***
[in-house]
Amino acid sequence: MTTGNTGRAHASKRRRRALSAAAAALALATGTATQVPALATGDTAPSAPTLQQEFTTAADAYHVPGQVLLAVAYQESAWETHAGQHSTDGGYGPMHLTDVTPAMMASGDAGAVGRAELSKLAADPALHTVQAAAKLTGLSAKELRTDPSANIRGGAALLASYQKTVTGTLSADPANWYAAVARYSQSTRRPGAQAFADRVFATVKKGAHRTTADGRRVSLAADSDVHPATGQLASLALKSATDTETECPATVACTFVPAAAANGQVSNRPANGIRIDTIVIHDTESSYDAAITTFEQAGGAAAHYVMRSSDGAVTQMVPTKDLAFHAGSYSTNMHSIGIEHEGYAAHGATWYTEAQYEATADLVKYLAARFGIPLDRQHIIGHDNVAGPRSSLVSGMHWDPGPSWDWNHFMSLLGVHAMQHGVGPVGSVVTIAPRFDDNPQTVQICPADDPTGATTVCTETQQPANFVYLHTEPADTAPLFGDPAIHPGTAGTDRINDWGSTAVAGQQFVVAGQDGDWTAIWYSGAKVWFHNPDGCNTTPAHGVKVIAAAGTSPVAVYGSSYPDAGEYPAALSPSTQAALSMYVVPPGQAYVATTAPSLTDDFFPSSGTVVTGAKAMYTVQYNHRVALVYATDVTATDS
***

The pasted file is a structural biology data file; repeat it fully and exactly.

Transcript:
[in-house]
Amino acid sequence: MTTGNTGRAHASKRRRRALSAAAAALALATGTATQVPALATGDTAPSAPTLQQEFTTAADAYHVPGQVLLAVAYQESAWETHAGQHSTDGGYGPMHLTDVTPAMMASGDAGAVGRAELSKLAADPALHTVQAAAKLTGLSAKELRTDPSANIRGGAALLASYQKTVTGTLSADPANWYAAVARYSQSTRRPGAQAFADRVFATVKKGAHRTTADGRRVSLAADSDVHPATGQLASLALKSATDTETECPATVACTFVPAAAANGQVSNRPANGIRIDTIVIHDTESSYDAAITTFEQAGGAAAHYVMRSSDGAVTQMVPTKDLAFHAGSYSTNMHSIGIEHEGYAAHGATWYTEAQYEATADLVKYLAARFGIPLDRQHIIGHDNVAGPRSSLVSGMHWDPGPSWDWNHFMSLLGVHAMQHGVGPVGSVVTIAPRFDDNPQTVQICPADDPTGATTVCTETQQPANFVYLHTEPADTAPLFGDPAIHPGTAGTDRINDWGSTAVAGQQFVVAGQDGDWTAIWYSGAKVWFHNPDGCNTTPAHGVKVIAAAGTSPVAVYGSSYPDAGEYPAALSPSTQAALSMYVVPPGQAYVATTAPSLTDDFFPSSGTVVTGAKAMYTVQYNHRVALVYATDVTATDS